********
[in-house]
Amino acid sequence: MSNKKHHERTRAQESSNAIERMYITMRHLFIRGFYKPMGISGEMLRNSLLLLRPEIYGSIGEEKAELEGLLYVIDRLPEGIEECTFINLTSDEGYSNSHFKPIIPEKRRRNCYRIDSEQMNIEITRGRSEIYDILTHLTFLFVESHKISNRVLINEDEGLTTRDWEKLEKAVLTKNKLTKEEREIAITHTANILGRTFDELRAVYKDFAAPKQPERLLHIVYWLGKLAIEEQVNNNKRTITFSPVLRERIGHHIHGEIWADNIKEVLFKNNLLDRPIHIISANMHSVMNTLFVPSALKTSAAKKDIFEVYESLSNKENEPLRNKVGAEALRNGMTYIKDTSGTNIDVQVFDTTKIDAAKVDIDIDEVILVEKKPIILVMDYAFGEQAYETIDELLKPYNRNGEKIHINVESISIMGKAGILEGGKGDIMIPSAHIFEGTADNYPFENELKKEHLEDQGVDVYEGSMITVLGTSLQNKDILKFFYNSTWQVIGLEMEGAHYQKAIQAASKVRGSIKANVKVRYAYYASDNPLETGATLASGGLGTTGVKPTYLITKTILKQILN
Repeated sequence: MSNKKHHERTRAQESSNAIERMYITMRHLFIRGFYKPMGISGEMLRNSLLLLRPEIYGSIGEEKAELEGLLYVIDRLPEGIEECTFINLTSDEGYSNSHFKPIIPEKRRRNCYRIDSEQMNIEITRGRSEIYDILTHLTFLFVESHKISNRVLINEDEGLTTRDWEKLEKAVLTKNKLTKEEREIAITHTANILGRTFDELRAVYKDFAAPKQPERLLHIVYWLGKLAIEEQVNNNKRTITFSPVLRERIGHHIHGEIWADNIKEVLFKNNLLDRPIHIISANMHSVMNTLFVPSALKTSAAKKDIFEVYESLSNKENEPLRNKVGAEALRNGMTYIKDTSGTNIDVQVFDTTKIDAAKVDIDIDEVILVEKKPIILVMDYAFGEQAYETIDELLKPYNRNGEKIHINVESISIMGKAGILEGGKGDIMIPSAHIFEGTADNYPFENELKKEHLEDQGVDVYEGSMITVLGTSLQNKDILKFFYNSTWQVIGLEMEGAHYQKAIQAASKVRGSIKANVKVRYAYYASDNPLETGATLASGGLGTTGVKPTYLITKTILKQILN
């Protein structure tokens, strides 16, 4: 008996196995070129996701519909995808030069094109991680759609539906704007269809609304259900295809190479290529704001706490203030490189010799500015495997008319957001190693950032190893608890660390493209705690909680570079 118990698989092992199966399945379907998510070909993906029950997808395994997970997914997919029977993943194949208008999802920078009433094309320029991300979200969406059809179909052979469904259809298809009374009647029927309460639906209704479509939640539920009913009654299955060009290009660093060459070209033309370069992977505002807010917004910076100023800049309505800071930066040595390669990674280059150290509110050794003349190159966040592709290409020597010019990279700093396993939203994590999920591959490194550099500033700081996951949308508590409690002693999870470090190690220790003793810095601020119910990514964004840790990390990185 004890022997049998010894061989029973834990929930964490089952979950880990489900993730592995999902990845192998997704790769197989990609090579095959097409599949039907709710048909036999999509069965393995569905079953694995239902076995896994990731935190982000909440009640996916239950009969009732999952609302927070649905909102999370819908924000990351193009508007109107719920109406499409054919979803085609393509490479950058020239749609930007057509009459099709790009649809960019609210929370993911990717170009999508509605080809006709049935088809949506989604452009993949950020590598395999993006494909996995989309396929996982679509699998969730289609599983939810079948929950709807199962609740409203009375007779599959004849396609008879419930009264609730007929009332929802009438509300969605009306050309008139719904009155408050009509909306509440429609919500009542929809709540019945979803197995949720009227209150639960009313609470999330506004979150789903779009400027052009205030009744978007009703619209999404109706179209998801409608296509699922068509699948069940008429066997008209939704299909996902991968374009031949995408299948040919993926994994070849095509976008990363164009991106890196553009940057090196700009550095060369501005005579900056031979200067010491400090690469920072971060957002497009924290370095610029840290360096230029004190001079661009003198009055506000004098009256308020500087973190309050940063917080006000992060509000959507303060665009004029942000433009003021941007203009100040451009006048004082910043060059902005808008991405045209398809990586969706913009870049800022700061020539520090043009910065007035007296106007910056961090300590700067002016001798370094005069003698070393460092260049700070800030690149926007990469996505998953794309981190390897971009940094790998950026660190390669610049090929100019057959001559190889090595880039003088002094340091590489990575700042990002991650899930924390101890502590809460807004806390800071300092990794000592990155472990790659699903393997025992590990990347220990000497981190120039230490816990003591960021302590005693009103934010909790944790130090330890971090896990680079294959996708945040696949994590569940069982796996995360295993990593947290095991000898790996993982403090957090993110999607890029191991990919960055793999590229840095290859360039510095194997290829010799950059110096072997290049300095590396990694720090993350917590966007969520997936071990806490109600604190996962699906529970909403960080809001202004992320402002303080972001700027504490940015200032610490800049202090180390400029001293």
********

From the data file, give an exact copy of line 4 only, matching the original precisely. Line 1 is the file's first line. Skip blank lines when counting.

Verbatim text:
């Protein structure tokens, strides 16, 4: 008996196995070129996701519909995808030069094109991680759609539906704007269809609304259900295809190479290529704001706490203030490189010799500015495997008319957001190693950032190893608890660390493209705690909680570079 118990698989092992199966399945379907998510070909993906029950997808395994997970997914997919029977993943194949208008999802920078009433094309320029991300979200969406059809179909052979469904259809298809009374009647029927309460639906209704479509939640539920009913009654299955060009290009660093060459070209033309370069992977505002807010917004910076100023800049309505800071930066040595390669990674280059150290509110050794003349190159966040592709290409020597010019990279700093396993939203994590999920591959490194550099500033700081996951949308508590409690002693999870470090190690220790003793810095601020119910990514964004840790990390990185 004890022997049998010894061989029973834990929930964490089952979950880990489900993730592995999902990845192998997704790769197989990609090579095959097409599949039907709710048909036999999509069965393995569905079953694995239902076995896994990731935190982000909440009640996916239950009969009732999952609302927070649905909102999370819908924000990351193009508007109107719920109406499409054919979803085609393509490479950058020239749609930007057509009459099709790009649809960019609210929370993911990717170009999508509605080809006709049935088809949506989604452009993949950020590598395999993006494909996995989309396929996982679509699998969730289609599983939810079948929950709807199962609740409203009375007779599959004849396609008879419930009264609730007929009332929802009438509300969605009306050309008139719904009155408050009509909306509440429609919500009542929809709540019945979803197995949720009227209150639960009313609470999330506004979150789903779009400027052009205030009744978007009703619209999404109706179209998801409608296509699922068509699948069940008429066997008209939704299909996902991968374009031949995408299948040919993926994994070849095509976008990363164009991106890196553009940057090196700009550095060369501005005579900056031979200067010491400090690469920072971060957002497009924290370095610029840290360096230029004190001079661009003198009055506000004098009256308020500087973190309050940063917080006000992060509000959507303060665009004029942000433009003021941007203009100040451009006048004082910043060059902005808008991405045209398809990586969706913009870049800022700061020539520090043009910065007035007296106007910056961090300590700067002016001798370094005069003698070393460092260049700070800030690149926007990469996505998953794309981190390897971009940094790998950026660190390669610049090929100019057959001559190889090595880039003088002094340091590489990575700042990002991650899930924390101890502590809460807004806390800071300092990794000592990155472990790659699903393997025992590990990347220990000497981190120039230490816990003591960021302590005693009103934010909790944790130090330890971090896990680079294959996708945040696949994590569940069982796996995360295993990593947290095991000898790996993982403090957090993110999607890029191991990919960055793999590229840095290859360039510095194997290829010799950059110096072997290049300095590396990694720090993350917590966007969520997936071990806490109600604190996962699906529970909403960080809001202004992320402002303080972001700027504490940015200032610490800049202090180390400029001293």